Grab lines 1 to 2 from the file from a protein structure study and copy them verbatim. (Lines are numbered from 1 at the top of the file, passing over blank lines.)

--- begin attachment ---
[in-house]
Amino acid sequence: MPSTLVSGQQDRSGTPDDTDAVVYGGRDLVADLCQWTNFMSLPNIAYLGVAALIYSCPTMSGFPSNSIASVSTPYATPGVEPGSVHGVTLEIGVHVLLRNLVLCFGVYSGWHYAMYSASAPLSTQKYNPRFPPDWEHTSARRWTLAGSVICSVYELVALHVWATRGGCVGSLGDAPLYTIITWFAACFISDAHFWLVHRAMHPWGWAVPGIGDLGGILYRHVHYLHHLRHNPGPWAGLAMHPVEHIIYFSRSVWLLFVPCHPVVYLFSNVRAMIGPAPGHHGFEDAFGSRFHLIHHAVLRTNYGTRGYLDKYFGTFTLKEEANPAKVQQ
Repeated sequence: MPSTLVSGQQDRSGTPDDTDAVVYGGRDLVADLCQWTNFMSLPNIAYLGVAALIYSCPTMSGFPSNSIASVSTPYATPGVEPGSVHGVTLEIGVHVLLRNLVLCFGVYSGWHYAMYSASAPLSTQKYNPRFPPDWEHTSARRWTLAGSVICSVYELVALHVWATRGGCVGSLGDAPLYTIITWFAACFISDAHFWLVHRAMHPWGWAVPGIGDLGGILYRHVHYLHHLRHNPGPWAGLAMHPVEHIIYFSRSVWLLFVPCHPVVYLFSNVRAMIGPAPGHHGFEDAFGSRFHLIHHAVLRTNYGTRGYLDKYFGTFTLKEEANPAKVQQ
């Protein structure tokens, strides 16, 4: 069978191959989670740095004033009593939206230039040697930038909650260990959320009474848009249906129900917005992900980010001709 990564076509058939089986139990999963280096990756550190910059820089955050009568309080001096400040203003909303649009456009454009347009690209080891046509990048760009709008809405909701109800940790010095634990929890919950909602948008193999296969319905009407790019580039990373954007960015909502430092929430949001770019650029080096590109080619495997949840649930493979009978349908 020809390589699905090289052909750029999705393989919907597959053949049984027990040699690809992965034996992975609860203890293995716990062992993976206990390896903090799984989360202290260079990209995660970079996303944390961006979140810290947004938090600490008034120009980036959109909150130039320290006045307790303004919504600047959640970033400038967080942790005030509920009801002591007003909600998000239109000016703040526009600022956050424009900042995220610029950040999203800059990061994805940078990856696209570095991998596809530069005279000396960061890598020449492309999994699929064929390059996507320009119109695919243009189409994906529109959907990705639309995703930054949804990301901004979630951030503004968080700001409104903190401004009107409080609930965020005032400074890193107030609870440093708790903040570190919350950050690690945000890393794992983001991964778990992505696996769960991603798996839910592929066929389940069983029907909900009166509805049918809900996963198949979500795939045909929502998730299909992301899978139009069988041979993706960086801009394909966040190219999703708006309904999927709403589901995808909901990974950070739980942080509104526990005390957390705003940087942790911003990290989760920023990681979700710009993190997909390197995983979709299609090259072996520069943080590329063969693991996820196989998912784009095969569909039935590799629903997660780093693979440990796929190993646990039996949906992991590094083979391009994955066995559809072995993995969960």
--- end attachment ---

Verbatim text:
[in-house]
Amino acid sequence: MPSTLVSGQQDRSGTPDDTDAVVYGGRDLVADLCQWTNFMSLPNIAYLGVAALIYSCPTMSGFPSNSIASVSTPYATPGVEPGSVHGVTLEIGVHVLLRNLVLCFGVYSGWHYAMYSASAPLSTQKYNPRFPPDWEHTSARRWTLAGSVICSVYELVALHVWATRGGCVGSLGDAPLYTIITWFAACFISDAHFWLVHRAMHPWGWAVPGIGDLGGILYRHVHYLHHLRHNPGPWAGLAMHPVEHIIYFSRSVWLLFVPCHPVVYLFSNVRAMIGPAPGHHGFEDAFGSRFHLIHHAVLRTNYGTRGYLDKYFGTFTLKEEANPAKVQQ